New spin on York County commissioner meetings

Greg Gross

In the past, a York County Board of Commissioners meeting could last as little as 15 minutes.

But now it takes about that much time just to accommodate a new addition to most meetings. A representative from each of the 50 or so departments in county government is scheduled to give a presentation at the beginning of a commissioners' meeting on what they do.

"I felt that we have an opportunity to reach a lot of York countians," said Susan Byrnes, the president commissioner and the board's newest member. "I think the citizens of York County deserve to know how hard our 2,600 employees are working."

Byrnes ushered in the idea when she took office earlier this year and, so far, two departments — the county Missing Child Task Force and Department of Emergency Services/Office of Emergency Management — have made presentations so far.

Presentations: Byrnes said the presentations are reminiscent of show and tell that elementary school-aged children do, but they are meant educate the public on county government.

Eric Bistline, executive director of emergency services, highlighted the high-tech 911 center, which has become a "showcase of 911 centers in Pennsylvania" and receives visits from officials from around the globe, during a recent meeting.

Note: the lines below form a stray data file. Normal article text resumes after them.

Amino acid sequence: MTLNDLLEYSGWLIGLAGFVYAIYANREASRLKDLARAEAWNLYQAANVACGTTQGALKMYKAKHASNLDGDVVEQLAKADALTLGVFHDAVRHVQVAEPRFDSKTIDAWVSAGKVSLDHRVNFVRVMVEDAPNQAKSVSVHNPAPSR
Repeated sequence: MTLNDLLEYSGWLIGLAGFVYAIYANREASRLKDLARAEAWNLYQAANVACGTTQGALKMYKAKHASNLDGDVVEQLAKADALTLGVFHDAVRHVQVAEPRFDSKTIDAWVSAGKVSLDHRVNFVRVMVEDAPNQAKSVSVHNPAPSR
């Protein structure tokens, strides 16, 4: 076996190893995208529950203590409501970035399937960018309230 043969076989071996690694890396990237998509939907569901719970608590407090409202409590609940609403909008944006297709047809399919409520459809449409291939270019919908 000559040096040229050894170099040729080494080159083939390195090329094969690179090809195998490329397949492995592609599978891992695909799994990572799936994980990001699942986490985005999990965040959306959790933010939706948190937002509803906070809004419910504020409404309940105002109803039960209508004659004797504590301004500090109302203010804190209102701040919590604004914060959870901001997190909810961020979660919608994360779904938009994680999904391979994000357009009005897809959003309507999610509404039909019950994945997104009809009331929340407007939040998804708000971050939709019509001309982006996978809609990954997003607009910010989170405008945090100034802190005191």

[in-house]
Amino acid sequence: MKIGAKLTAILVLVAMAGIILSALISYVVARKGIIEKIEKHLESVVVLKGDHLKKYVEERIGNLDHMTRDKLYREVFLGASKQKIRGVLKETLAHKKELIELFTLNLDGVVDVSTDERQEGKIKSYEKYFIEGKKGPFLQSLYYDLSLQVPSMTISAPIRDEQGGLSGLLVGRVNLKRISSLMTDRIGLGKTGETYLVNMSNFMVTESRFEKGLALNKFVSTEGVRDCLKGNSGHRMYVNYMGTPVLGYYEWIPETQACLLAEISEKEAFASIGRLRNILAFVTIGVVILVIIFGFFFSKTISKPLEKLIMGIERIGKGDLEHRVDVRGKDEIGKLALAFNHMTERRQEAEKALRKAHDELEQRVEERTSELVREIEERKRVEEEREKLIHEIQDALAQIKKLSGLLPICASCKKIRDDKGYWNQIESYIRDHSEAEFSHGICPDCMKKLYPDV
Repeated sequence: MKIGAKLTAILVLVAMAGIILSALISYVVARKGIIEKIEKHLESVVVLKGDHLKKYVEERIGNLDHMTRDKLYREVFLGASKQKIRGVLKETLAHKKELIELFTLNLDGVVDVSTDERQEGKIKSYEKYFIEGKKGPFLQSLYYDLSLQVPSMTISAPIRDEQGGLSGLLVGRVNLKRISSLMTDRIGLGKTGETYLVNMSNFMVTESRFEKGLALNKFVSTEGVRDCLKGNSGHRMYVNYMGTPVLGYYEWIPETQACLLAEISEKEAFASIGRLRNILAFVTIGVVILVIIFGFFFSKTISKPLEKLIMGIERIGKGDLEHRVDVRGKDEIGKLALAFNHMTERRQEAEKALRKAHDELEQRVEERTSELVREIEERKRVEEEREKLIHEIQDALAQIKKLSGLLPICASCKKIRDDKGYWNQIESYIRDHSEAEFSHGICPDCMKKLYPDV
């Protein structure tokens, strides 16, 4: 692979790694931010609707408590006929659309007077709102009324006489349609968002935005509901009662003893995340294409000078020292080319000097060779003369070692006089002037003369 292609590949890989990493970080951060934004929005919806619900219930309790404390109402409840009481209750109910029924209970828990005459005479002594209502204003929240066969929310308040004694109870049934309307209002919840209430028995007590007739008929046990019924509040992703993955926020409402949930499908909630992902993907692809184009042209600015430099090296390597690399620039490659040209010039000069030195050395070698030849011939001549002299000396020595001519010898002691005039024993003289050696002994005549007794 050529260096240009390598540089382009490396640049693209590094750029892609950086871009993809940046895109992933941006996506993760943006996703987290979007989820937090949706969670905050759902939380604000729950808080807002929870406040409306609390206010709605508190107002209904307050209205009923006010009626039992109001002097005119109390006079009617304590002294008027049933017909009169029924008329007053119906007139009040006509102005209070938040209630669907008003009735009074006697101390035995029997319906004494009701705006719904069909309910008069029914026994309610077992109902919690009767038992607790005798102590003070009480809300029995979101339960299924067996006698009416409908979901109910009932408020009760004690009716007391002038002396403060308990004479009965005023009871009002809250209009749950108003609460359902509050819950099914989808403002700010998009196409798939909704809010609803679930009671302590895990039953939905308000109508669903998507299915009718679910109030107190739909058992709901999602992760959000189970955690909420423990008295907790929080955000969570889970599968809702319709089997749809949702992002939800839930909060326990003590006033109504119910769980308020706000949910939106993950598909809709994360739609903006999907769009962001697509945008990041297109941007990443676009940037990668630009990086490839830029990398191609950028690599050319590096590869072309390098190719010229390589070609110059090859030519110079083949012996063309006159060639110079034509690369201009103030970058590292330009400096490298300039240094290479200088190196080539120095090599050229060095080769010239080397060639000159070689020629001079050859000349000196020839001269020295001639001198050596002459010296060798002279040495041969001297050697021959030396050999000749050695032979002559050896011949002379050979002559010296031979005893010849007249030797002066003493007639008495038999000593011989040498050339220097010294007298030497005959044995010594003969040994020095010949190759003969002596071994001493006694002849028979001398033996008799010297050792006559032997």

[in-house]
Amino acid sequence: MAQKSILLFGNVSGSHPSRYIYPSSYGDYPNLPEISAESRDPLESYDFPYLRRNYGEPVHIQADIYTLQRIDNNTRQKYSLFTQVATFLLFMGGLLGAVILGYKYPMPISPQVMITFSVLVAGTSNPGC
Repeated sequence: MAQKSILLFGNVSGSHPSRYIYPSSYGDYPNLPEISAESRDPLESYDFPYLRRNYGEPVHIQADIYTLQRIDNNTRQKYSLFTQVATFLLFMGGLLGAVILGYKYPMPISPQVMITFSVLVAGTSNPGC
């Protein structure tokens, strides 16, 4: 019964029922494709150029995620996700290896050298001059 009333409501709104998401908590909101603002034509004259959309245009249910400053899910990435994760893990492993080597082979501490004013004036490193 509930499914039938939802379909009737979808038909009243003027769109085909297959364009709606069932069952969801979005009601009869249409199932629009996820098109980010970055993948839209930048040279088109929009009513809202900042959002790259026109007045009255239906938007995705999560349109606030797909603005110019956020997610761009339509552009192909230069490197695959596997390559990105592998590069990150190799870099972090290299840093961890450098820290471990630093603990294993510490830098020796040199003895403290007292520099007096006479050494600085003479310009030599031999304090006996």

In 2015, dispatchers answered 488,088 calls, an average of 1,337 daily, and sent some of the 4,500 first responders in the county out on calls. But working at the 911 center is often stressful considering the nature of the calls dispatchers answer, officials said.

"The job of a dispatcher isn't for everyone," said Jacqueline Brininger, 911 director.

Feedback: Though the meetings are often sparsely attended, some people watch broadcasts of the proceedings on White Rose Community Television, Byrnes and Doug Hoke, the vice present commissioner, said.

Hoke said he received positive feedback from a few people who said they tuned in.

"I had a couple of people say they saw and liked the 911 presentation," he said.

At the end of the presentations, each presenter is given a "York County gold coin," another initiative put into place under Byrnes' tenure, for their efforts.

The coins, which are actually Sacagawea $1 coins, are also given to deserving county employees. Some employees now email Byrnes to recommend a co-worker who has gone out of his or her way for the county to receive for the award, Byrnes said. So far, about 20 coins, which she paid for out of pocket, have been presented.

"So it's not coming out of the county coffers," Byrnes said.

On the road: The commissioners will also take their meetings on the road later this year, although the dates and locations haven't been set, said county spokesman Carl Lindquist.

"We are expecting to have at least three official meetings within the community, along with a community meeting," he said in an email. "The community meeting will not include official business, but is a more casual get-together where we anticipate the board will discuss county operations (and) objectives and interact with attendees."

The York County commissioners meet weekly on Wednesdays at 10 a.m. at the county administration building, located at 28 E. Market St. To  watch a recording of the meetings, tune into White Rose Community Television (channels 16 and 18), or go to

— Reach Greg Gross at